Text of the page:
The Zoey Blog: Apples, Trees, and Horseshit FINAL - COVER UNIVERSE EXPLORERS ORDER

Sunday, May 19, 2013

Apples, Trees, and Horseshit

I hear it all the time, "the apple doesn't fall far from the tree." I hate it.  People aren't apples, and they fall where they fall.  Apples fall near the tree of their origin because they haven't a means of travel, haven't any significant hope of breaking free from their tether and landing anywhere more distant than a few feet away...that's called's physics.  People aren't necessarily defined by physics.

Your child is a criminal, but you are not.

Your son is gay, but you are not.

Your daughter has a significant learning disability, but you are wildly intelligent.

It isn't about apples falling from anything.  It's about people being conceived, born, and then developing with an astonishing number of influences, from the genetic level upwards to opportunity and random events.  It's something of a nature versus nurture discussion but waaaay more complicated.  We are not our parents, and our parents are not us.  We are unique individuals, influenced greatly by the people around us, but not shaped or carved entirely out of that same stone.

It's one of the most looming fallacies that I deal with every day.  Who these kids are, that I talk to every day, is as much of an important factor as what they are doing or have done. Who their parents are weighs only a little in the day to day interactions I have with them.  Instead, I focus on who they are...who they believe themselves to be...who they want to be.  It matters.  It's as much about identity as  origin.

I meet parents all the time that I would place directly in the equation of child + trouble, but like any equation it's important how you get the answer.  Sure, the answer is the ultimate end result, but trust me when I say that as a mathematical idiot I got the right answer using the wrong formula on a pretty regular basis.  Show your work, your teachers always tell you.  It's important.  Mathematics is as much about logical sequence as it is about final answers.  The same holds true for working your way through complicated social and emotional situations.  There are things to consider, and pathways to follow or explore, and although you can get an answer without knowing the proper equation, it might not be the right answer.  Beginning with giant assumptions is no way to start.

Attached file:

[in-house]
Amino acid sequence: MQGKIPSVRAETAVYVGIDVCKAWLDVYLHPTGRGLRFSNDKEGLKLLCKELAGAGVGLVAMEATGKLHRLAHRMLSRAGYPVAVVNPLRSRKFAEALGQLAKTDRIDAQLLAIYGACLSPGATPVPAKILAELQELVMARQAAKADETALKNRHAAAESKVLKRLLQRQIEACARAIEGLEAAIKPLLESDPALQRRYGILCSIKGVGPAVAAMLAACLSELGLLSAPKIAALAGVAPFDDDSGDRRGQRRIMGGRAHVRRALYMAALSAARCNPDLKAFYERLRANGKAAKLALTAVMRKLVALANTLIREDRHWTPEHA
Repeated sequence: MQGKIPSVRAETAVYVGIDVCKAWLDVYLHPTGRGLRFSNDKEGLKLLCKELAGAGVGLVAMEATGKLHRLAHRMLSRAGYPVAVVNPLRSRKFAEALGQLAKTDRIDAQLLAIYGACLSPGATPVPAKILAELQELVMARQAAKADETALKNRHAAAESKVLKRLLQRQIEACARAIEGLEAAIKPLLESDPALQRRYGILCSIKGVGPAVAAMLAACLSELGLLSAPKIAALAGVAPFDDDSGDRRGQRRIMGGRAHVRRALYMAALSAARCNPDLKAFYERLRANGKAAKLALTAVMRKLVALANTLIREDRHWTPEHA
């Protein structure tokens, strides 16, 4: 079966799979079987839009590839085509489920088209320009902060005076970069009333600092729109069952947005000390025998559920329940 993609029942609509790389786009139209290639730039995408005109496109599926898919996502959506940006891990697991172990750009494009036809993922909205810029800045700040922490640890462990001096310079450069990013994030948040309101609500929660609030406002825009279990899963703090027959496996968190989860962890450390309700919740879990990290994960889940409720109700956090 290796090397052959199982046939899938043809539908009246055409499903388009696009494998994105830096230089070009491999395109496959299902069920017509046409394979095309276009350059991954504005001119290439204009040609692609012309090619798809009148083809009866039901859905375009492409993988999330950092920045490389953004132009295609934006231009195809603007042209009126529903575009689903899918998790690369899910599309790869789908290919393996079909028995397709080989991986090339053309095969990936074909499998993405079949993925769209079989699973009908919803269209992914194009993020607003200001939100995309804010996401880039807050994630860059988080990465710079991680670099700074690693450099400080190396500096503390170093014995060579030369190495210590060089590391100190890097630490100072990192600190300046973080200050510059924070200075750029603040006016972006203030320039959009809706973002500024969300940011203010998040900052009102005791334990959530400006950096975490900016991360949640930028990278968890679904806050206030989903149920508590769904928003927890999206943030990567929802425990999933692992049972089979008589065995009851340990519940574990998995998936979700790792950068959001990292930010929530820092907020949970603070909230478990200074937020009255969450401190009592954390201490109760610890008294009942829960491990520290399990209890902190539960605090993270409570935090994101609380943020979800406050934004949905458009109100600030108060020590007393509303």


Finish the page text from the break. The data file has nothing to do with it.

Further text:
I always ask myself, "what if I'm wrong," because it's so easy to be.  I don't know this kid.  It might be nearly impossible for me to gather enough information to ever really know this person, but I can try.  I can make connections, and suss out important details, if they offer them.  What I can't do is pretend that I have a complete picture, or assume that what they've given me is truth.  It's too important.  This is their life unfolding before me, and who am I to interject with ego and bias?  The truth of the matter is that we are all so complex as to defy any kind of simple analysis.  Oh, we can use some degree of scientific method to extrapolate some very pertinent information, but we can't know all of the information, and it's all of the information that makes us who we are.

The apple doesn't fall far from the tree is about as false a statement as you might find in a world always searching for the simplest definitions, and perpetually seeking simple explanations for complex equations.  People aren't apples, and whatever tree they fall from has much less to do with where they land than where they choose to land, where they just open their eyes and find themselves, or where luck and a decent breeze takes them.  Don't sink to simple definitions and wildly unfocused snapshots of the people all around you.  It makes us less than we can be, and denigrates all of us.  We're bigger than that.

We are what we are, and it very likely took a very confusing maze of a map to bring us to whatever place is here and now.  We are not our parents, or our circumstances, or other people's assessment.  We just are.  If you can accept and understand that, well, I think you've got a lot more to offer this world than most.


Post a Comment

Subscribe to Post Comments [Atom]

<< Home